I recently watched this 2015 documentary featuring Carolyn Forché and five other contemporary poets who have used poetry to describe and illuminate their experiences of war, imprisonment, exile and other kinds of extremity. Forché herself spent time in El Salvador during the brutal civil war of the 1980s and published a collection titled The Country Between Us featuring poems from those years in which she allows her imagination to work on experience to create art. The results, she says, stand as evidence of what happened to her and others during that time. She believes that, at the heart of what she has written, is truth.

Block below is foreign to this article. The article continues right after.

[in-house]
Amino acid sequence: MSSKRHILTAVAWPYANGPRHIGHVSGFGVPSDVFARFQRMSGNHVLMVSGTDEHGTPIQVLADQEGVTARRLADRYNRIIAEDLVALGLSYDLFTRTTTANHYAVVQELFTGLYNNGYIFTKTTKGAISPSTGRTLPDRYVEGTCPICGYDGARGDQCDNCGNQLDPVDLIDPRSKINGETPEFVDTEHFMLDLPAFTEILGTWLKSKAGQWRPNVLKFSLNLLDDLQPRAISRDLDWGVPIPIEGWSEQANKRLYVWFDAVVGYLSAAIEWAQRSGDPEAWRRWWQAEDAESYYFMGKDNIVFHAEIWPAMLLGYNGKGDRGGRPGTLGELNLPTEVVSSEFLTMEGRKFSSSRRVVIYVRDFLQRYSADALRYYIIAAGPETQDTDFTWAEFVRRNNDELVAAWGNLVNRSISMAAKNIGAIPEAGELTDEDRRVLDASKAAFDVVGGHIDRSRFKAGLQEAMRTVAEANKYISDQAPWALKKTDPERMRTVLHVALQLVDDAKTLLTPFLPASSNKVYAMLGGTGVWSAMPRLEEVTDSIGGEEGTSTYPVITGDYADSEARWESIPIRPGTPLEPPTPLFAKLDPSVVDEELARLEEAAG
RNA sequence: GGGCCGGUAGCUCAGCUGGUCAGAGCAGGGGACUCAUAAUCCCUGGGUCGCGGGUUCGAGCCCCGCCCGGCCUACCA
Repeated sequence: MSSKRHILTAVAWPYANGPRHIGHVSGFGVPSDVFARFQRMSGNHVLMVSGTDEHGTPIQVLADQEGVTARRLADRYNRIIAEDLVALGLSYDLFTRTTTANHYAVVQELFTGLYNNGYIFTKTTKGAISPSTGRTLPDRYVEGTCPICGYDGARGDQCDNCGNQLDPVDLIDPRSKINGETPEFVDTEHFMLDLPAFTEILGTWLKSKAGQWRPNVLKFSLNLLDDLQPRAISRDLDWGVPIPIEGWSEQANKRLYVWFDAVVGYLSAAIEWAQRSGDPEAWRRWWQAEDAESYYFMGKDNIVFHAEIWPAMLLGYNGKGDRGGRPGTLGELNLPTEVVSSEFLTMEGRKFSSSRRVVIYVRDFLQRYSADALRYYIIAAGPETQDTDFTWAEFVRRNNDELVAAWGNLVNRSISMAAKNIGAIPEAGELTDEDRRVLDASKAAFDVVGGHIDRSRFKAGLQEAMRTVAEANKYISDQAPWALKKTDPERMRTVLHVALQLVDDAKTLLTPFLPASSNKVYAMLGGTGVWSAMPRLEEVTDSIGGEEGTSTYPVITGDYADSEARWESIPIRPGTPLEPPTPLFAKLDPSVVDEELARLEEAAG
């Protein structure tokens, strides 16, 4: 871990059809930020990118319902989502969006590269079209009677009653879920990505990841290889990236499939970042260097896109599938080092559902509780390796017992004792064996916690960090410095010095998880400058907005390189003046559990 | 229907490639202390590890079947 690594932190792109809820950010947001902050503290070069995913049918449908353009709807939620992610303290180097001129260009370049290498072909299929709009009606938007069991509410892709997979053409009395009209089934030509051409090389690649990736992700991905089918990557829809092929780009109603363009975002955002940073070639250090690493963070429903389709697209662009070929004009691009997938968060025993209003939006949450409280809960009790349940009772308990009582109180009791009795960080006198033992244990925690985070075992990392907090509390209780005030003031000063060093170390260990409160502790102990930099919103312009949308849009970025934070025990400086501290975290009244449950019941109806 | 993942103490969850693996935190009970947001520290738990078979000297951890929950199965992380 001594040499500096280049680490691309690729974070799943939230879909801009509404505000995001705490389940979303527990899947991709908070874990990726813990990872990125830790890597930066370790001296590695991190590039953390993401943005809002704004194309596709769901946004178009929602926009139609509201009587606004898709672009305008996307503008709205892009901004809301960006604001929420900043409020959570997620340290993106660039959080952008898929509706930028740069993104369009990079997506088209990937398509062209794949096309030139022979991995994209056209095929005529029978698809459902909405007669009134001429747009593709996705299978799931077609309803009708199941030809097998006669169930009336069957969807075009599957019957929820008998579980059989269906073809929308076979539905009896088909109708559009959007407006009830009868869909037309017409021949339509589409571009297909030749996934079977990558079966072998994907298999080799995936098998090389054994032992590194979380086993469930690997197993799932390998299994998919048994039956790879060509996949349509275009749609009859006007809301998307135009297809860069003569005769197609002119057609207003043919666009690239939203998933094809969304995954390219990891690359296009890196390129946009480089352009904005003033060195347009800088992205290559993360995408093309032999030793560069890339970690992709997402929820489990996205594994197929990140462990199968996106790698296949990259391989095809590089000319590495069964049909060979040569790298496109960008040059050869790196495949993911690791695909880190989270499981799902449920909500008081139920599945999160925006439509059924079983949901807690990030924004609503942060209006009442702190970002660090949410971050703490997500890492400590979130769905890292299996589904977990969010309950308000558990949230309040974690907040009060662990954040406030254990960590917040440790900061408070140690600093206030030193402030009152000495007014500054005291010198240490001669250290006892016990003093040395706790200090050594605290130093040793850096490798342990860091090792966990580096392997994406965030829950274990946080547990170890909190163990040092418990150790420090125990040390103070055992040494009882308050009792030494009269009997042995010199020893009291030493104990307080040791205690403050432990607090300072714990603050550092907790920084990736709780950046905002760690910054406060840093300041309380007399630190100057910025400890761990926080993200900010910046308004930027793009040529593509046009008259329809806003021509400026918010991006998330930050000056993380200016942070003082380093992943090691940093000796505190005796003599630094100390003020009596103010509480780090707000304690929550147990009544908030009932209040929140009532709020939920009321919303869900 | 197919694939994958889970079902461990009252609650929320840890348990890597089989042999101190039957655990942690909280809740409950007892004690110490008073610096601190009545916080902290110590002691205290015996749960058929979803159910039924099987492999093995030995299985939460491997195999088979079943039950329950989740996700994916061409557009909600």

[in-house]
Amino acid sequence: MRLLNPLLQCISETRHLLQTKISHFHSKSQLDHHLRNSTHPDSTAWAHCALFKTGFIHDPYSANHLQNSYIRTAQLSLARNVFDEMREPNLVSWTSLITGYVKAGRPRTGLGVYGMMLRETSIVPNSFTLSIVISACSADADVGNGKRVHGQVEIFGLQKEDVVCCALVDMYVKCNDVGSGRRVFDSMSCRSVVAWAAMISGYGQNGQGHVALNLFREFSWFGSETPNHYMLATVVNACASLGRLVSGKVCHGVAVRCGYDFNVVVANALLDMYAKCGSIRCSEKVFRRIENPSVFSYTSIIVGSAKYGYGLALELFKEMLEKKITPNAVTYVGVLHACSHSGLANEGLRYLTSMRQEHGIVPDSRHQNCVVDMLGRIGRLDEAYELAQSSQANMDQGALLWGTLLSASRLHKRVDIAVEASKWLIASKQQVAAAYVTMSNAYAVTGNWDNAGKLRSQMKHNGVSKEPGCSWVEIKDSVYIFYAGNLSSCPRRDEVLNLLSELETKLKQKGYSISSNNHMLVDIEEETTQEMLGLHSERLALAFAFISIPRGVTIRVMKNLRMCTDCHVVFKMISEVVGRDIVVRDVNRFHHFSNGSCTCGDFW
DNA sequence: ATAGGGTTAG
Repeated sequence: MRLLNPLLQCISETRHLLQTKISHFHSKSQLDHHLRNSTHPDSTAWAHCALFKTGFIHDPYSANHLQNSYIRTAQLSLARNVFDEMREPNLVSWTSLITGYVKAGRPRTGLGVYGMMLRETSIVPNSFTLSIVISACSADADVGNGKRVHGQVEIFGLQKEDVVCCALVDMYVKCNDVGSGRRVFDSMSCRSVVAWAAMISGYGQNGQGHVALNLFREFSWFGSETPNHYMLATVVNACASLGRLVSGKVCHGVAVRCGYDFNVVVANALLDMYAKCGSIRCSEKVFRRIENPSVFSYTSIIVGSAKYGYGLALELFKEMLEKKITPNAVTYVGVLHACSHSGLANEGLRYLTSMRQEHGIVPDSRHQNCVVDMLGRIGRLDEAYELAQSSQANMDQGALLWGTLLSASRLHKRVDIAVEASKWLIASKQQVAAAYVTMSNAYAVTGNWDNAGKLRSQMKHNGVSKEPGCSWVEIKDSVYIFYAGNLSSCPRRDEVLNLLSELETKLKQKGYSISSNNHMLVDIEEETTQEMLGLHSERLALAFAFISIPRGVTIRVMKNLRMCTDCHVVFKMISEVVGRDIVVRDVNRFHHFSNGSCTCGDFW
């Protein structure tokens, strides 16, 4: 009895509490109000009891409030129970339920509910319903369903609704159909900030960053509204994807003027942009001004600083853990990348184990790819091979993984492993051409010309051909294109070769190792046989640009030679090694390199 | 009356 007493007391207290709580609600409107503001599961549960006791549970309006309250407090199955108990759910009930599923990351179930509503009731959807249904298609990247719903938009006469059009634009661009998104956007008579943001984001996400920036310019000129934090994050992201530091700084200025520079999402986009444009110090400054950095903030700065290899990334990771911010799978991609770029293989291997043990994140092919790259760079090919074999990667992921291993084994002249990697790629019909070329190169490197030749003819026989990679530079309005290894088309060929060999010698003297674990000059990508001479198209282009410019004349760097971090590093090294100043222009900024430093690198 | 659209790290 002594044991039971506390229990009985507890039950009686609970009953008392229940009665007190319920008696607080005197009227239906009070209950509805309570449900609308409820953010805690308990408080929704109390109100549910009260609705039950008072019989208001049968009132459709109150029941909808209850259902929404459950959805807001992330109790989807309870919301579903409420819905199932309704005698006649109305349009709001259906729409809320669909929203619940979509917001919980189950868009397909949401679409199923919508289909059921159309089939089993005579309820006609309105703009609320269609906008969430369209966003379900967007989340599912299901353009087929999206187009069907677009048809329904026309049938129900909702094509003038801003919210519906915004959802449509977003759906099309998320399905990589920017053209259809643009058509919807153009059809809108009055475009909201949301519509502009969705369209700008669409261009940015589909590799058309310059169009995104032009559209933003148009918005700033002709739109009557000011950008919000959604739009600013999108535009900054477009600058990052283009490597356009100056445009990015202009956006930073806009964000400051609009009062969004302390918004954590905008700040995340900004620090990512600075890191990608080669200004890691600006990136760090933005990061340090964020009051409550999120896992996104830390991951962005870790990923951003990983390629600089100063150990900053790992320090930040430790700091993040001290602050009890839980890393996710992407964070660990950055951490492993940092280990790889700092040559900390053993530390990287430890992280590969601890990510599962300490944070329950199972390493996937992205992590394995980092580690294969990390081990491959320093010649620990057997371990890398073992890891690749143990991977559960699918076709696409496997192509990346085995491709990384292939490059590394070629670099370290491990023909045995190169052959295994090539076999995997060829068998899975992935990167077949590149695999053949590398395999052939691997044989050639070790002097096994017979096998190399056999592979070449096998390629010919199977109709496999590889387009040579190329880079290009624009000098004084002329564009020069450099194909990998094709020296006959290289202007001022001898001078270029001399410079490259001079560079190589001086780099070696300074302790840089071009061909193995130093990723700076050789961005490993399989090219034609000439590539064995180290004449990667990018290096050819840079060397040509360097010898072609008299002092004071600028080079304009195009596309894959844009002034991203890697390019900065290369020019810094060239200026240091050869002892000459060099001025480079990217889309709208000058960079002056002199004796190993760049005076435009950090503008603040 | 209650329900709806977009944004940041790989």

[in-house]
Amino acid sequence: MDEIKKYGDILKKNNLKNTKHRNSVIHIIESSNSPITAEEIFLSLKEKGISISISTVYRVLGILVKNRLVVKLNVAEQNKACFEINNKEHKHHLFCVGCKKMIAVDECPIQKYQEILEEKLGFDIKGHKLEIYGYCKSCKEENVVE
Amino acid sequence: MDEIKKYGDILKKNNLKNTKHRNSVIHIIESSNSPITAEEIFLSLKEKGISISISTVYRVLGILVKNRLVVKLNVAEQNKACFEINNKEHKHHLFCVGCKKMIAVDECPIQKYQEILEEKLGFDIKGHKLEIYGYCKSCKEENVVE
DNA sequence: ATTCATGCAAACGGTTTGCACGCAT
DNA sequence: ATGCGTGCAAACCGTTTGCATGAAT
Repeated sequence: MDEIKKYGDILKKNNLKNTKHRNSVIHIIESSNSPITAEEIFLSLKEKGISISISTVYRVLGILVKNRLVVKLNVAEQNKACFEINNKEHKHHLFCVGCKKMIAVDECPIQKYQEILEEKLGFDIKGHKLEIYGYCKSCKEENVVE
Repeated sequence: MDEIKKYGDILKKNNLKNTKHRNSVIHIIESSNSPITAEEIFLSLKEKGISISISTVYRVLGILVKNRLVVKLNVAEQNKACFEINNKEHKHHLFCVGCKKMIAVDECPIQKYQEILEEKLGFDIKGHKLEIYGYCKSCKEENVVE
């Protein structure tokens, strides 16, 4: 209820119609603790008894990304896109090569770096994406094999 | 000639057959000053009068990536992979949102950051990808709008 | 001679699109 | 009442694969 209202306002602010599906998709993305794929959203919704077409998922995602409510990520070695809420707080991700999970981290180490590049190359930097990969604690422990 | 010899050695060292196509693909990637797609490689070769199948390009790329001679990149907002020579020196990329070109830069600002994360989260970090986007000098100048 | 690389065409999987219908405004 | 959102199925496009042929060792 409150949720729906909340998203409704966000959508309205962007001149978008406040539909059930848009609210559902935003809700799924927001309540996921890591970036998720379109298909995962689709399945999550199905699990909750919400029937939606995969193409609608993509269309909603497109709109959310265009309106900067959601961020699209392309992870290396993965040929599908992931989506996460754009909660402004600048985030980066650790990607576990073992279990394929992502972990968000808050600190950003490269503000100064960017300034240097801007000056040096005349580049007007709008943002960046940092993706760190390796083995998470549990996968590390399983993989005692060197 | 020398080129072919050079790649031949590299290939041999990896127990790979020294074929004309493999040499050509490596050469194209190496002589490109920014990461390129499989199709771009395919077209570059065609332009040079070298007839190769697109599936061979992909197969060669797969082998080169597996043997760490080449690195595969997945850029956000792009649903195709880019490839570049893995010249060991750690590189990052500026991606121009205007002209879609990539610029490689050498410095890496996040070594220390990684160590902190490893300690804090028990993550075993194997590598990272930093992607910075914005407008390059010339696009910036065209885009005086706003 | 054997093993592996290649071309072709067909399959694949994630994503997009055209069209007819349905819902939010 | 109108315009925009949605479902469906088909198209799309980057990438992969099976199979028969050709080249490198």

I found her words encouraging because I often think back on poems I have written about my own years as a witness to struggle and suffering. As a nurse, I have doubted my right to speak for a patient whose son has been murdered on the street, a heroin-addicted woman who has given birth to yet another child she did not want, a bedbound elder alone and visited by no one, or a Salvadoran mother who left her children behind when she made the terrifying migration to Washington DC and suffers physically and emotionally as a result. Is it unethical? patronizing? necessary? One thing I have come to believe—I can give voice to those who are voiceless. Even though my imagination plays on my memories and perspective as witness, I trust that I can illuminate their lives through my words. They have souls. Their stories should be told.